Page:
Updated: July 14, 2023 |

CapEx formula: how to calculate capital expenditures


Jake Ballinger
Jake Ballinger

Jake Ballinger is an experienced SEO and content manager with deep expertise in FP&A and finance topics. He speaks 9 languages and lives in NYC.

CapEx formula: how to calculate capital expenditures

What's the CapEx formula?

It's pretty simple to calculate. Just take the change in PP&E and add depreciation. 

But what counts as PP&E?

And where do fixed assets fit into all of this?

That's what we'll get into in this blog post.

Keep reading.

Jake Ballinger

Jake Ballinger

FP&A Writer, Cube Software

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What is the CapEx formula? (Quick answers)

The capital expenditure formula is super simple:

CapEx = ΔPP&E + Depreciation


CapEx = capital expenditures

ΔPP&E = Change in PP&E (property, plant, and equipment), or:

ΔPP&E = Current period PP&E - the prior period PP&E.

Depreciation = any depreciation expense incurred over the period.

How to calculate capital expenditures ratio (CapEx ratio)

Here's the formula to calculate the CapEx ratio: 

CapEx ratio = Operating cash ÷ CapEx

A CapEx ratio > 1.0 means you have sufficient funds to spend on capital expenses.

If your number is under 1.0? Consider financing to extend our purchasing power to fuel growth. 

If you want to know more about calculating capital expenditures, keep reading.

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What are capital expenditures (CapEx)? 

Capital expenditures (CapEx) are funds a company spends to acquire, maintain, and upgrade fixed assets like property, buildings, or equipment (PP&E).

Capital expenditure purchases are most often used to fuel development and growth for the company.  Examples include the construction of new facilities, maintenance, and expansion of existing facilities, and the purchase or upgrade of technology.

For example, new computers for a company's office are an item of capital expenditure. They're a considerable expense (often in the tens of thousands for just a few units) and the type of purchase that only occurs once every few years.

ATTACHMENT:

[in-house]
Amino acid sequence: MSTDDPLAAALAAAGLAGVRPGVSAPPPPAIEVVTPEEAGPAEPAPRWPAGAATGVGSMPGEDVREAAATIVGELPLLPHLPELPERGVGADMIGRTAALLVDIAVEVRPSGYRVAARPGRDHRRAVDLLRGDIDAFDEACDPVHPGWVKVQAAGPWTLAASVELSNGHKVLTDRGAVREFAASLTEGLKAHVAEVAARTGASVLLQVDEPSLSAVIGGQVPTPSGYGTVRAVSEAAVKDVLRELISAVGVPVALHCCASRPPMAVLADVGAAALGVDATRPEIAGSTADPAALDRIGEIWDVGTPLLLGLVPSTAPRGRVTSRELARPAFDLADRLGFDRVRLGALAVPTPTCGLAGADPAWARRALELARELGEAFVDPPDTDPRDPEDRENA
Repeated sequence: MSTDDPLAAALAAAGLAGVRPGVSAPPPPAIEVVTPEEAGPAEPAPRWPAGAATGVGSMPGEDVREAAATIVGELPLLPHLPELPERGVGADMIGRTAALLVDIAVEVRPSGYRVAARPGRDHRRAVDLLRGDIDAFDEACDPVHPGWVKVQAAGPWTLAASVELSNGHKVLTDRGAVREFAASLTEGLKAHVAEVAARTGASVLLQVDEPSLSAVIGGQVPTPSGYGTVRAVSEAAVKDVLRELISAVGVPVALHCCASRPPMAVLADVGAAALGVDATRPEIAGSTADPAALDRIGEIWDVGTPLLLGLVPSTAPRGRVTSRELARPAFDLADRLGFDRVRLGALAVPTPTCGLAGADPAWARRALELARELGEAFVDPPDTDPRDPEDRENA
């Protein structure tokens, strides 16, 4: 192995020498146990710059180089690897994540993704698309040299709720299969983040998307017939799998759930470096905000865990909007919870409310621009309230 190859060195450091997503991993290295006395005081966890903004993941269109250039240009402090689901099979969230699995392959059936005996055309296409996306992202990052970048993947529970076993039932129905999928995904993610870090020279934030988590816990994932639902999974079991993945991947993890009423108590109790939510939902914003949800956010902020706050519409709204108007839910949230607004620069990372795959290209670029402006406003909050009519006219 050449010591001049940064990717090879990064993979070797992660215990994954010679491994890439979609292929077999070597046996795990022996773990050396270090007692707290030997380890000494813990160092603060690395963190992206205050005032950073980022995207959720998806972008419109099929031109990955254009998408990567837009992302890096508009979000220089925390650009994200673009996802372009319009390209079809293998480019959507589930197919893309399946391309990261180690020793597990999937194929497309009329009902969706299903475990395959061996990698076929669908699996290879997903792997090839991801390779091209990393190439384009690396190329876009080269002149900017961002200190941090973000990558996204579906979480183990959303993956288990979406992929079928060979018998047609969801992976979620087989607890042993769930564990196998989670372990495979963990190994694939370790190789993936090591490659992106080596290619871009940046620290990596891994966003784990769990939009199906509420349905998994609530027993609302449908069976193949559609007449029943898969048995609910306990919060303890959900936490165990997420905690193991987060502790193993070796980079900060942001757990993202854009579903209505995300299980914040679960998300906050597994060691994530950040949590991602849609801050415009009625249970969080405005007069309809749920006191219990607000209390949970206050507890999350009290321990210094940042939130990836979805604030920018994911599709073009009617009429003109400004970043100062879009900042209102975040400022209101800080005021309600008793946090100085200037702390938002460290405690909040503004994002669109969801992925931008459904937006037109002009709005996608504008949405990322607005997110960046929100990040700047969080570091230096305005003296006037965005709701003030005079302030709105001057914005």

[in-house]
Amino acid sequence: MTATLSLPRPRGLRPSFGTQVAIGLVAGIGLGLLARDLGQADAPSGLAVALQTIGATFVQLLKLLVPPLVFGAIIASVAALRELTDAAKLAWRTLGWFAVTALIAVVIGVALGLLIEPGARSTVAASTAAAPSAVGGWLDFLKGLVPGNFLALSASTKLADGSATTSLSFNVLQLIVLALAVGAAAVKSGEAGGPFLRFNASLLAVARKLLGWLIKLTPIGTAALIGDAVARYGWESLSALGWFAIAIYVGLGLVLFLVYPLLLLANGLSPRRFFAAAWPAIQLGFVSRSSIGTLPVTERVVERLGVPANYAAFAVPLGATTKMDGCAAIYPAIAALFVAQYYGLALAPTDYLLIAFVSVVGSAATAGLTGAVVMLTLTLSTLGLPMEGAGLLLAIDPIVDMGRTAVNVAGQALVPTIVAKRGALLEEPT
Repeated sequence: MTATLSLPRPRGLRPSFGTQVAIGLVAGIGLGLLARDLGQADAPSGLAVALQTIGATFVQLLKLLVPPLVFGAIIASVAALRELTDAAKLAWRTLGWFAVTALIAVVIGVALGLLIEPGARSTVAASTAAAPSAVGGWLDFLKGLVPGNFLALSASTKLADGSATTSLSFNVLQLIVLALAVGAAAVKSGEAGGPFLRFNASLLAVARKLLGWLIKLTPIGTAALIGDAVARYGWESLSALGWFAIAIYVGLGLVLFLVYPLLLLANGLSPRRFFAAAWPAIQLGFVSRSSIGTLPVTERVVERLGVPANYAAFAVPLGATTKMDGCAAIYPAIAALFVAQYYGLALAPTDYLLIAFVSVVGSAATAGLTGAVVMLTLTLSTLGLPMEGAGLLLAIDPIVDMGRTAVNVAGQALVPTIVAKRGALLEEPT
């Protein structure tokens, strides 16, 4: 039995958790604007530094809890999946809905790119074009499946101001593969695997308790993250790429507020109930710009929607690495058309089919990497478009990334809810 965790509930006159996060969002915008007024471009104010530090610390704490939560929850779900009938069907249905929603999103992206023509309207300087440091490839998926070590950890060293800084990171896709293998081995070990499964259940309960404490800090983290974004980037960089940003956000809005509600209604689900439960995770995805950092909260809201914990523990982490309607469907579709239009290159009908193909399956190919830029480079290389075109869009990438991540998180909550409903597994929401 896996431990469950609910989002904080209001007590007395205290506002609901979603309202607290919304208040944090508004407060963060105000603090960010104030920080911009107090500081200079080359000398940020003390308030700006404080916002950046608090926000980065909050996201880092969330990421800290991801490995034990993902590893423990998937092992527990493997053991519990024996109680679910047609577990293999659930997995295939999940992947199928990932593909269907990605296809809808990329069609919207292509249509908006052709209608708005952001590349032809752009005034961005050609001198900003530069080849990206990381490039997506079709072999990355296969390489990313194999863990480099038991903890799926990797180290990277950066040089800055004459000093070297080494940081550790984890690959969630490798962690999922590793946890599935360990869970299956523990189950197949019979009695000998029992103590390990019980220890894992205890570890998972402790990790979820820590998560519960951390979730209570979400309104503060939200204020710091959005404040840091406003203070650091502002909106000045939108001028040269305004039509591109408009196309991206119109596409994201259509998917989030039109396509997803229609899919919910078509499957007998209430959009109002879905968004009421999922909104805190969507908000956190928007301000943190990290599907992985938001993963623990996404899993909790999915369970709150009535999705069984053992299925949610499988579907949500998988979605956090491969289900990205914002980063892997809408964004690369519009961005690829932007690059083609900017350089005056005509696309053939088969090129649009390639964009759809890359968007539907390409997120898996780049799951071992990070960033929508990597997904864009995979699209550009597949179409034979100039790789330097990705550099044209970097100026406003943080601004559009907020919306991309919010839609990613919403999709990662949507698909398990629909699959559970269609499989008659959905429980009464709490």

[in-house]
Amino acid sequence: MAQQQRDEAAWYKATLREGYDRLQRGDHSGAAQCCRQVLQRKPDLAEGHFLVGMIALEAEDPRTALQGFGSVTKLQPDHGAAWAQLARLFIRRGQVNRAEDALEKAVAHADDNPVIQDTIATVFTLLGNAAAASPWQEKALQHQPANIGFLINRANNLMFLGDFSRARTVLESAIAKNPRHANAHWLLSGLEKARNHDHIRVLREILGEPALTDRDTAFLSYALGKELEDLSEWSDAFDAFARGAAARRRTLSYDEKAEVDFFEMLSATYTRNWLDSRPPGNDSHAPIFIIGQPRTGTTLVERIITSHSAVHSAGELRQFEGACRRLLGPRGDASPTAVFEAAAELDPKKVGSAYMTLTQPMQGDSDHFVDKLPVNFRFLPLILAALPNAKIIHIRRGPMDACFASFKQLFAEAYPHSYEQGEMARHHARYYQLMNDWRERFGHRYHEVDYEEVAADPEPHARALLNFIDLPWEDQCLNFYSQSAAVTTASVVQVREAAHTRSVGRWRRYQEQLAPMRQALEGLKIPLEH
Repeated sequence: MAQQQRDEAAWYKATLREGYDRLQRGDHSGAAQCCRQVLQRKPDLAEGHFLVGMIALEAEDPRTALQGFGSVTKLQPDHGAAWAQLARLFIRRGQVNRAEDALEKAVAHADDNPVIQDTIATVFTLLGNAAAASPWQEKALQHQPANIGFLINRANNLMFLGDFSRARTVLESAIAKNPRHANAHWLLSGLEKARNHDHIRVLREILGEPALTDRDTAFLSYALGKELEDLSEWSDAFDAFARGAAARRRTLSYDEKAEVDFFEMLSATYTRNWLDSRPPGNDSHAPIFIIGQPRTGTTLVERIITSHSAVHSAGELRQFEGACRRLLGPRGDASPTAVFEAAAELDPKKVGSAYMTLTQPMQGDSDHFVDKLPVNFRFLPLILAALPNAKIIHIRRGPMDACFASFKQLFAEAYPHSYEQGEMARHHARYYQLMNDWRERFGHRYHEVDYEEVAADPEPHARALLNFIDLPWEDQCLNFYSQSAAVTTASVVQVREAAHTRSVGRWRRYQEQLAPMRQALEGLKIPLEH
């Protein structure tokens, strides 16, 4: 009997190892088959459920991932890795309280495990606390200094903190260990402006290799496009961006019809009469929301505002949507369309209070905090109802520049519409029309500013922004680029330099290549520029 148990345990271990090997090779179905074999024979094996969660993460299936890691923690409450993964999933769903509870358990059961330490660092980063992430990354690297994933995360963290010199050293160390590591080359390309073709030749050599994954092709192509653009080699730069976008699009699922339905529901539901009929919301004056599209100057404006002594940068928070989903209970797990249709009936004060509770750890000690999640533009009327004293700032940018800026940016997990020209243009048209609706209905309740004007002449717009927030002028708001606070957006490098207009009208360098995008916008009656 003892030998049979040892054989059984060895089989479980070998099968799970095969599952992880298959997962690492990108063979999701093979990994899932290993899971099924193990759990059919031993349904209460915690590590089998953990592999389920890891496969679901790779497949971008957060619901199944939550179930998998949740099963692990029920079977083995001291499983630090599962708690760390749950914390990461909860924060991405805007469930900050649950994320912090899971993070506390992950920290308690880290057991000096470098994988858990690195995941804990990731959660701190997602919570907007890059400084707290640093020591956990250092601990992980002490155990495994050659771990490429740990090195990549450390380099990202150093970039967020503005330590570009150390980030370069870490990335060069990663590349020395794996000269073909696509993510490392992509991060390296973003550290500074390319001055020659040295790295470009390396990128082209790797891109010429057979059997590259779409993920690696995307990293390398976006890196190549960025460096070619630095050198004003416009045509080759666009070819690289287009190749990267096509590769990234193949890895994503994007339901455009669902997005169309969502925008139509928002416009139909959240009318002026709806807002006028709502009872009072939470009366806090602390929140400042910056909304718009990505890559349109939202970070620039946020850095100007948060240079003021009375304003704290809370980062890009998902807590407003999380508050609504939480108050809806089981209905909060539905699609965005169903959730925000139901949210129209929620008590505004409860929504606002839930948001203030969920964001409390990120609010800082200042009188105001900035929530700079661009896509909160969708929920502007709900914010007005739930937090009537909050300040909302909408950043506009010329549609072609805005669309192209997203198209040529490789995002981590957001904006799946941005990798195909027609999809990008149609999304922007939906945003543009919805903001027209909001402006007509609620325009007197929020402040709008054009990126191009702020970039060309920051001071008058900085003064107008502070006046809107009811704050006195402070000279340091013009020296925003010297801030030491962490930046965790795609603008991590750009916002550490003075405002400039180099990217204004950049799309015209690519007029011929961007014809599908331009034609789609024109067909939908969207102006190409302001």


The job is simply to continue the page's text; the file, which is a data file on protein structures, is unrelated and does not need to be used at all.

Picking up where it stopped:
On the other hand, buying a few new office chairs wouldn’t be a capital expenditure. It’s a minor purchase that doesn’t affect long-term growth or produce an asset.

That said, a significant build-out of a new location might be considered CapEx since the project focuses on growing the business—and the office chairs could be rolled into that.

Another qualifying consideration is total cost.

Companies usually have a cap on expensing anything under $1,000. For instance, if something can be capitalized—if the total cost of that item is over $1,000—it will go on the balance sheet and then be expensed over the useful life.

So back to our office chairs—if you bought them in bulk and their cost surpassed your expensing threshold, they could be CapEx. But otherwise, you wouldn't capitalize them.

If that sounds a little arbitrary, it's because it is. What's important is maintaining consistency in how you decide what is and isn't CapEx.


How are a company's capital expenditures different from its operating expenses? 

Operating expenses are the things a business needs to spend money on to function.

A capital expense is money spent on a fixed asset like machinery or a building.

So yes, while the company needs machinery or a physical location to function, they're still considered CapEx because they're fixed assets.

Capital expenditures are also subject to accumulated depreciation—the loss in value those assets sustain with age.

Types of capital expenditures

Not every large-ticket purchase is a capital expenditure (although many are). CapEx purchases are differentiated by their role in furthering the company’s goals and expansion efforts. They are often (but not exclusively) physical assets with long lifespans.